The farm bill contains crucial improvements for black farmers and increased funding for historically black land-grant universities, members of the Congressional Black Caucus said on a media call Monday. The bill also includes provisions for heirs’ property owners — land passed down without formal title — that allows these landowners to apply for farm programs.
“What we were able to accomplish in this year’s farm bill is just the latest example of what the CBC does,” said Louisiana Rep. and CBC chairman Cedric L. Richmond. “We use the legislative process to right historic wrongs and to give a voice to the [traditionally] voiceless.”
The bill includes $40 million in mandatory funding and another $40 million in discretionary funding to expand scholarships to 19 historically black land-grant universities. It also includes funding to establish new research centers at three of those universities that will focus on food insecurity.
“We know that farmers are aging out and trying to get young people interested in the field,” said North Carolina Rep. Alma Adams. “Our hope is that the research coming out of these institutions will result in less food deserts around the country,” said Rep. Richmond.
The bill also includes landmark provisions to aid heirs’ property owners in accessing programs and loans through the Department of Agriculture. FERN covered the possible provisions when they were introduced in July by Sen. Tim Scott of South Carolina and Rep. Marcia Fudge of Ohio.
The final bill makes it easier for heirs’ property owners to prove ownership without having clear title to the land, a difficult benchmark when the land can be co-owned by several or dozens of heirs. Once landowners prove ownership, they can access a farm number, a critical step towards receiving USDA support and loans. The bill also lays out certain conditions in which families can call on USDA to help resolve family disputes around land ownership.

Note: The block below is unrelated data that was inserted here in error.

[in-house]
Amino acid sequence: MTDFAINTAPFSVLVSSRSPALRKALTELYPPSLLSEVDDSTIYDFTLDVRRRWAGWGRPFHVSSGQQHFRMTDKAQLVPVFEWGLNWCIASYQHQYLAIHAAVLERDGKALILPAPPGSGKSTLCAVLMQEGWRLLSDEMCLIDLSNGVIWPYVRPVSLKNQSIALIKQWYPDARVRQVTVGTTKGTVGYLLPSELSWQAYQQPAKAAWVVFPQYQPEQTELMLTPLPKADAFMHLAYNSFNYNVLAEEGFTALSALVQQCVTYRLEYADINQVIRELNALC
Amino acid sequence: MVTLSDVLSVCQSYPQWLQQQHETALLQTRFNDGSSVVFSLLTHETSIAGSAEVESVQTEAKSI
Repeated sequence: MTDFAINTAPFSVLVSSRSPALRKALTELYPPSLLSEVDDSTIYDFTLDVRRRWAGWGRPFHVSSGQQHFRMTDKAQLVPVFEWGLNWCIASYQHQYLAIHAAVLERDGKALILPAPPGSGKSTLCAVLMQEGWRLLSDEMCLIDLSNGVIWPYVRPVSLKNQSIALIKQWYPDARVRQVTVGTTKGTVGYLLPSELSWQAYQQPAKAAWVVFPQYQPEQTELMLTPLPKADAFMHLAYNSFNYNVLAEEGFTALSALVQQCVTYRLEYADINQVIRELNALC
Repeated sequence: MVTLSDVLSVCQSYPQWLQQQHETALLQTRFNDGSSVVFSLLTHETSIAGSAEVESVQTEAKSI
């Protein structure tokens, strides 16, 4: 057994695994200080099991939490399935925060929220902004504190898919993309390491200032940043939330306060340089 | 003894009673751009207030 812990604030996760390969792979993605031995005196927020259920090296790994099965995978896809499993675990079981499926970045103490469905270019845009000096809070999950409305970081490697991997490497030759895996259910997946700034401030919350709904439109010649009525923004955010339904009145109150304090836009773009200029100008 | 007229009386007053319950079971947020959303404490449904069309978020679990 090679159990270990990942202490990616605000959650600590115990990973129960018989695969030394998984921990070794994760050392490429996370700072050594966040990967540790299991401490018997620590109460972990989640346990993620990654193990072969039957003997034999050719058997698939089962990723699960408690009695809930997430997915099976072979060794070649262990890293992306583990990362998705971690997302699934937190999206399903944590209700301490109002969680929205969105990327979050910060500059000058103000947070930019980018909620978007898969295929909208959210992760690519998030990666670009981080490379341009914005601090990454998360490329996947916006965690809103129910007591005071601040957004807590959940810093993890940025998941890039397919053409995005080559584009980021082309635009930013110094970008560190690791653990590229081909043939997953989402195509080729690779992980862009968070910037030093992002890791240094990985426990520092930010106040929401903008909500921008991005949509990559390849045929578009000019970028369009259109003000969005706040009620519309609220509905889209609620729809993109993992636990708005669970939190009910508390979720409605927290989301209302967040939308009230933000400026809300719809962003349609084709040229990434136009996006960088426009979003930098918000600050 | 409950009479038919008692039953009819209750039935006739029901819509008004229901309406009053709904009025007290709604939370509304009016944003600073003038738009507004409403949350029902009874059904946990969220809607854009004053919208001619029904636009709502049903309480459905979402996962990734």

Heirs’ property is common among lower-income families of all races, but in the Southeast, unclear land ownership has had a particularly devastating impact on black farming families. In a 2017 investigation, FERN showed how heirs’ property ownership exposes families to the risk of having their land acquired, and details how black farming families have lost generational wealth as a result.
Members of the CBC discussed their efforts to retain provisions for low-income people and disadvantaged farmers in the farm bill, despite heated and partisan debate.
“We have been the strongest fighters for protecting the food stamp program—not a handout but an opportunity for people to live a decent and healthy life,” said Texas Rep. Sheila Jackson Lee. And when it came to provisions to support black farmers in the bill, “it was the CBC that not only led but insisted when others wanted to compromise or to yield a much more meager response.”
The farm bill has been passed by both the House and Senate and awaits President Trump’s signature.